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The fine, frustrating U.S. equity rally

Jun 20, 2024 | Kelly Bogdanova


The U.S. stock market rally continues to outdo itself. But several factors make for a more nuanced narrative. We assess the backdrop framing the rally and how to position equity portfolios.

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The S&P 500 has continued to surge amid rather low volatility, making new high after new high—31 of them in 117 trading days so far this year.

It’s beautiful on the one hand. Who doesn’t like a year-to-date rally of 15.0 percent (15.8 percent including dividends) that has unfolded in less than six months? This is almost 1.5 times the average annual price gain of the past 40 years.

On the other hand, it’s frustrating for some holders of well-diversified portfolios that include individual U.S. equities. A small group of stocks has dominated, with the overwhelming proportion of them tied to artificial intelligence (AI) earnings optimism and hype:

  • Just one stock, AI chipmaker NVIDIA, represents 33 percent of the S&P 500’s year-to-date gain.
  • Seven stocks make up another 38 percent of the gain, six of which are also leveraged to AI (pharmaceutical company Eli Lilly being the exception).
  • The other 499 stocks in the index during this period represent only 29 percent of the total return.
A small group of stocks has powered the S&P 500 higher
Contribution to the S&P 500’s year-to-date gain of 15.8%
Contribution to the S&P 500’s year-to-date gain of 15.8%

The circular chart shows categorized contributions to the S&P 500 year-to-date gain of 15.8%. NVIDIA represents 33% of the gains. Seven stocks represent 38% of the gains: (ranked from largest to smallest contribution) Microsoft, Alphabet (both share classes), Meta Platforms, Amazon.‌com, Broadcom, Apple, and Eli Lilly. The other 29% of gains are from 499 stocks.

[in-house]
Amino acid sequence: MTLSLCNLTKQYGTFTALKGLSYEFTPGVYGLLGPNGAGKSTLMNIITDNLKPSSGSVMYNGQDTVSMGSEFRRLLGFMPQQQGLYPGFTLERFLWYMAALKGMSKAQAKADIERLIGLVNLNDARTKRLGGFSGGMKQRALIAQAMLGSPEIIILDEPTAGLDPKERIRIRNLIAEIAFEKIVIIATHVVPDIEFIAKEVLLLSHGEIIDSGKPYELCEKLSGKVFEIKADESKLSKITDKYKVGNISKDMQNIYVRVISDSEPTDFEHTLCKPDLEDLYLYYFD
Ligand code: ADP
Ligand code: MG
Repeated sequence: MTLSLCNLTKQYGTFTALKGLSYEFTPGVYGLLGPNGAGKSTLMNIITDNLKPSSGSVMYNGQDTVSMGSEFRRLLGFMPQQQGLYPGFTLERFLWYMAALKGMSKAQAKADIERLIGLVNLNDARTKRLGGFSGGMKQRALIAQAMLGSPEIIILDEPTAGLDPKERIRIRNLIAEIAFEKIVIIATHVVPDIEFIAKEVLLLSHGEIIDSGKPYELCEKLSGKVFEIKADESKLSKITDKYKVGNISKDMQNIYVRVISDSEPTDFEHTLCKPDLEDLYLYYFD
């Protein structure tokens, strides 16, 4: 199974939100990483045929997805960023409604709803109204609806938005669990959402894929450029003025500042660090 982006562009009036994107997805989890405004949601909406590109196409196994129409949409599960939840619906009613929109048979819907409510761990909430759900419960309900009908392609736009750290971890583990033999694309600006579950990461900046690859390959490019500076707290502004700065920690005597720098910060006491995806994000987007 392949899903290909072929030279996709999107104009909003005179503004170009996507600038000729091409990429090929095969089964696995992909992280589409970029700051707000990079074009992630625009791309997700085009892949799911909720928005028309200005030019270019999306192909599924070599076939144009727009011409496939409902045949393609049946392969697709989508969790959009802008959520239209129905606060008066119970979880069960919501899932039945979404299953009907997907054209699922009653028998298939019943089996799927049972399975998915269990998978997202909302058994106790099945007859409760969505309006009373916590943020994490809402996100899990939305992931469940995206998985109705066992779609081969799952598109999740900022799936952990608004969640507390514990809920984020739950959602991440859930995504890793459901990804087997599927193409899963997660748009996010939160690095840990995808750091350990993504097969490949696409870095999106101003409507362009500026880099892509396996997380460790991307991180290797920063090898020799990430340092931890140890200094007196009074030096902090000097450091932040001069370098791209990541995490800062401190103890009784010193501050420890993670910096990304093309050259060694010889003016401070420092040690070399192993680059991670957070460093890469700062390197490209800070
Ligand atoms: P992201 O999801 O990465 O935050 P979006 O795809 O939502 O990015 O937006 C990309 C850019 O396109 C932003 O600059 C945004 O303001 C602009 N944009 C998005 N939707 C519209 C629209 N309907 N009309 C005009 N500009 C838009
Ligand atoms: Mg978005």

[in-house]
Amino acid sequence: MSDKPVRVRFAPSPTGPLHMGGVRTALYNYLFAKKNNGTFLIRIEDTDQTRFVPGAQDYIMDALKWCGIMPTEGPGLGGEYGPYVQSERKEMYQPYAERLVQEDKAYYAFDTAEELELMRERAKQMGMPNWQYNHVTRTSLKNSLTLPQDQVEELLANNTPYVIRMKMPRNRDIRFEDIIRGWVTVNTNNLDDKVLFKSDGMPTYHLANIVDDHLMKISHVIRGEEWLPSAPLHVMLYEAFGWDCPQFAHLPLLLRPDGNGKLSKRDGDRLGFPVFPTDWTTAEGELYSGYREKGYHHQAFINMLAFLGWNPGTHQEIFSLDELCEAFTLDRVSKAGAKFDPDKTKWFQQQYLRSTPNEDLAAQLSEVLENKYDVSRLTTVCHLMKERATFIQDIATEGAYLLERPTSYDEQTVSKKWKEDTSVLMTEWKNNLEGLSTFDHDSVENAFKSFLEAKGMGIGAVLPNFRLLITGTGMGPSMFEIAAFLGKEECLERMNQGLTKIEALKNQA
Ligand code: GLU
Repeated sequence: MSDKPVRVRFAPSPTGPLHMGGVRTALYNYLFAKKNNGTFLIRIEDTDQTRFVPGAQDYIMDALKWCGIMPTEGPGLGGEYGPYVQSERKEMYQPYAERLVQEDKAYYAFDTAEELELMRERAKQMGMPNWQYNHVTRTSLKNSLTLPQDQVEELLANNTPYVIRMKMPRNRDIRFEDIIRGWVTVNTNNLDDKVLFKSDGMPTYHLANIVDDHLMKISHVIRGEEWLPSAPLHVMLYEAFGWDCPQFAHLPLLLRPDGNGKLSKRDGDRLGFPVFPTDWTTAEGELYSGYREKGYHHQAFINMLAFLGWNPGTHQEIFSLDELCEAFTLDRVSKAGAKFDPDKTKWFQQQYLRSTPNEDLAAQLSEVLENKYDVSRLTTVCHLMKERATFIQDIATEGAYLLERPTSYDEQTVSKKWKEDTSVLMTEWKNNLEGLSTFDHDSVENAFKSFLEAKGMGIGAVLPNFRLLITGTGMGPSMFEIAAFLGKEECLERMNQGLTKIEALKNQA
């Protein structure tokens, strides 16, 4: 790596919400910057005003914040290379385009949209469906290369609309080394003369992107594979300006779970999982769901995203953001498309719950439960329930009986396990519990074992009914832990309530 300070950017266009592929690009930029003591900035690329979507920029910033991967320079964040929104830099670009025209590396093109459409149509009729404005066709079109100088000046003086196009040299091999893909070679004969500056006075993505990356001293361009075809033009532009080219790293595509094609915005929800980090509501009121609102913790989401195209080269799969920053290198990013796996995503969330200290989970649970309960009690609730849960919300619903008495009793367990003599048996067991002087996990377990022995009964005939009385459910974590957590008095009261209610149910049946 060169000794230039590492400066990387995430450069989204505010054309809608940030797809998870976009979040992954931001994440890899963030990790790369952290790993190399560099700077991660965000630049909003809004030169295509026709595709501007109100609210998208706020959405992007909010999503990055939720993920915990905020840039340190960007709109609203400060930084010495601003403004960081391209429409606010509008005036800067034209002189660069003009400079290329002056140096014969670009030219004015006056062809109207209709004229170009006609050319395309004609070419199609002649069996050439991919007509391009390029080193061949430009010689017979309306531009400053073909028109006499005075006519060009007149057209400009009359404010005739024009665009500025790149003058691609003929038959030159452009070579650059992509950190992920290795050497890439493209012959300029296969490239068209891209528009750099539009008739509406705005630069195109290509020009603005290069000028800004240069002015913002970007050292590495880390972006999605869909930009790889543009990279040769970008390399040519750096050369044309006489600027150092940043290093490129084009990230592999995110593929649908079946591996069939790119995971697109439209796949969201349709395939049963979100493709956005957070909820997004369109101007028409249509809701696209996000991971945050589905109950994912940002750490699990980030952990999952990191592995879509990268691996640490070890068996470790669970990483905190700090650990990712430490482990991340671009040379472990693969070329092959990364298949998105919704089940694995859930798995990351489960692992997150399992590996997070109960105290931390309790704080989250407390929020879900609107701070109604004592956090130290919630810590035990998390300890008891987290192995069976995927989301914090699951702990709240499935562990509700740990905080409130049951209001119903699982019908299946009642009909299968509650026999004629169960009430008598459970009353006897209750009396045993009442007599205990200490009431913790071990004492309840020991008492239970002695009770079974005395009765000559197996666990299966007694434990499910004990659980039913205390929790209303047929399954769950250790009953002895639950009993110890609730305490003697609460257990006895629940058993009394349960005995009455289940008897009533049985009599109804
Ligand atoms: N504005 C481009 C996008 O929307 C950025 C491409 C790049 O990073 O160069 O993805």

* The seven stocks, from largest to smallest contribution to the S&P 500 total return, are Microsoft, Alphabet (both share classes), Meta Platforms, Amazon.‌com, Broadcom, Apple, and Eli Lilly.

Source - RBC Wealth Management, FactSet; year-to-date total return data (includes dividends) through 6/18/24. During the period, 507 stocks were in the S&P 500 (Alphabet counted once)

Other sides to the story

The complete group of Magnificent 7 stocks is no longer driving performance, as was the case much of last year.

Lately, the market has been driven by just four Magnificent 7 stocks (NVIDIA, Apple, Microsoft, Alphabet) and chipmaker Broadcom. Since the mid-April low, these five AI-leveraged companies have accounted for an outsized 67 percent of S&P 500 gains—a very lopsided rally.

In addition to the AI theme, we think the news associated with slower economic growth has played a role. Stocks with secular (long-term) growth characteristics have historically outperformed when economic growth is below average, mainly because their earnings growth prospects are viewed by investors as sturdier.

But at least since mid-April, we also perceive that “FOMO” has been powering these five AI-leveraged stocks—the psychological phenomenon known as the “fear of missing out.” This happens when some institutional and individual investors chase the biggest winners, especially when the hype about a particular investment theme becomes larger than life, like AI has.

While FOMO periods can last a lot longer than one might think is rational, they can also change shape or end when it’s least expected.

Pricey doesn’t necessarily mean problematic

The other knock against the rally is that it has pushed valuations back up. From our vantage point this isn’t as troubling as it might seem.